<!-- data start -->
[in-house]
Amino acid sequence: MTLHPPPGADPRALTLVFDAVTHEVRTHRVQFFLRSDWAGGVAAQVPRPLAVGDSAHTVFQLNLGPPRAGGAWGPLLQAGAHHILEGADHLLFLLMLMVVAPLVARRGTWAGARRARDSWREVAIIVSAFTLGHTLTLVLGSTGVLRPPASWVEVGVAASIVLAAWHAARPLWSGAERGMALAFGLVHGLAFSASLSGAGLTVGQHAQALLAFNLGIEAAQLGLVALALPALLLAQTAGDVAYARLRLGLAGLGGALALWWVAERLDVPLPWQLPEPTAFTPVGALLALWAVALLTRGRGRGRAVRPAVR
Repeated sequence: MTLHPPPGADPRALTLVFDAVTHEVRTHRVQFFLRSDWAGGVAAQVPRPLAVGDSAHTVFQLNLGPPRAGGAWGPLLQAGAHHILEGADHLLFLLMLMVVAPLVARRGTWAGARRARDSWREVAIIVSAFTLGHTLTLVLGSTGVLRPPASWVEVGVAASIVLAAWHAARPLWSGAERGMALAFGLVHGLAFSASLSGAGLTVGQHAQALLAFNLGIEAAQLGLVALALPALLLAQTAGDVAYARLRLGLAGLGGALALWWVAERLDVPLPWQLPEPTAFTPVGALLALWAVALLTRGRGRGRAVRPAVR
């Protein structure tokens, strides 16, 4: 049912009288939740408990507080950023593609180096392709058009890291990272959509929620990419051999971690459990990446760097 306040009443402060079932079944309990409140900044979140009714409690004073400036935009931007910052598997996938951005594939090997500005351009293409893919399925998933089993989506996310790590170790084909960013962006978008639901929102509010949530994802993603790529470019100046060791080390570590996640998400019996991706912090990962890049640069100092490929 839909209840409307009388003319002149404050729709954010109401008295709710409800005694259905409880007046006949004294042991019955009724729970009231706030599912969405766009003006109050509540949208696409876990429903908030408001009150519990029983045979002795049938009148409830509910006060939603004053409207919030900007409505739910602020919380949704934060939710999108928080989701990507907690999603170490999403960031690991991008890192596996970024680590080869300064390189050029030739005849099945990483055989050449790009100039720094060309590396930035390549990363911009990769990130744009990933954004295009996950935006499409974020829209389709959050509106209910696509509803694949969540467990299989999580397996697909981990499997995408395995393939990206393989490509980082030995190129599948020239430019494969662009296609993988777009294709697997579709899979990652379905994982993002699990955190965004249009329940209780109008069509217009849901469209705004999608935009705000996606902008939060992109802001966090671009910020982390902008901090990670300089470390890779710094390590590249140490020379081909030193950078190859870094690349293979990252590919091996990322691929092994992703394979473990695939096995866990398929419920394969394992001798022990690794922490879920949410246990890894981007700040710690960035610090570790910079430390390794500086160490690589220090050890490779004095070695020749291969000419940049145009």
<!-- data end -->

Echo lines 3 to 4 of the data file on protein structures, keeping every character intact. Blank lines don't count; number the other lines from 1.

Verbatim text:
Repeated sequence: MTLHPPPGADPRALTLVFDAVTHEVRTHRVQFFLRSDWAGGVAAQVPRPLAVGDSAHTVFQLNLGPPRAGGAWGPLLQAGAHHILEGADHLLFLLMLMVVAPLVARRGTWAGARRARDSWREVAIIVSAFTLGHTLTLVLGSTGVLRPPASWVEVGVAASIVLAAWHAARPLWSGAERGMALAFGLVHGLAFSASLSGAGLTVGQHAQALLAFNLGIEAAQLGLVALALPALLLAQTAGDVAYARLRLGLAGLGGALALWWVAERLDVPLPWQLPEPTAFTPVGALLALWAVALLTRGRGRGRAVRPAVR
């Protein structure tokens, strides 16, 4: 049912009288939740408990507080950023593609180096392709058009890291990272959509929620990419051999971690459990990446760097 306040009443402060079932079944309990409140900044979140009714409690004073400036935009931007910052598997996938951005594939090997500005351009293409893919399925998933089993989506996310790590170790084909960013962006978008639901929102509010949530994802993603790529470019100046060791080390570590996640998400019996991706912090990962890049640069100092490929 839909209840409307009388003319002149404050729709954010109401008295709710409800005694259905409880007046006949004294042991019955009724729970009231706030599912969405766009003006109050509540949208696409876990429903908030408001009150519990029983045979002795049938009148409830509910006060939603004053409207919030900007409505739910602020919380949704934060939710999108928080989701990507907690999603170490999403960031690991991008890192596996970024680590080869300064390189050029030739005849099945990483055989050449790009100039720094060309590396930035390549990363911009990769990130744009990933954004295009996950935006499409974020829209389709959050509106209910696509509803694949969540467990299989999580397996697909981990499997995408395995393939990206393989490509980082030995190129599948020239430019494969662009296609993988777009294709697997579709899979990652379905994982993002699990955190965004249009329940209780109008069509217009849901469209705004999608935009705000996606902008939060992109802001966090671009910020982390902008901090990670300089470390890779710094390590590249140490020379081909030193950078190859870094690349293979990252590919091996990322691929092994992703394979473990695939096995866990398929419920394969394992001798022990690794922490879920949410246990890894981007700040710690960035610090570790910079430390390794500086160490690589220090050890490779004095070695020749291969000419940049145009």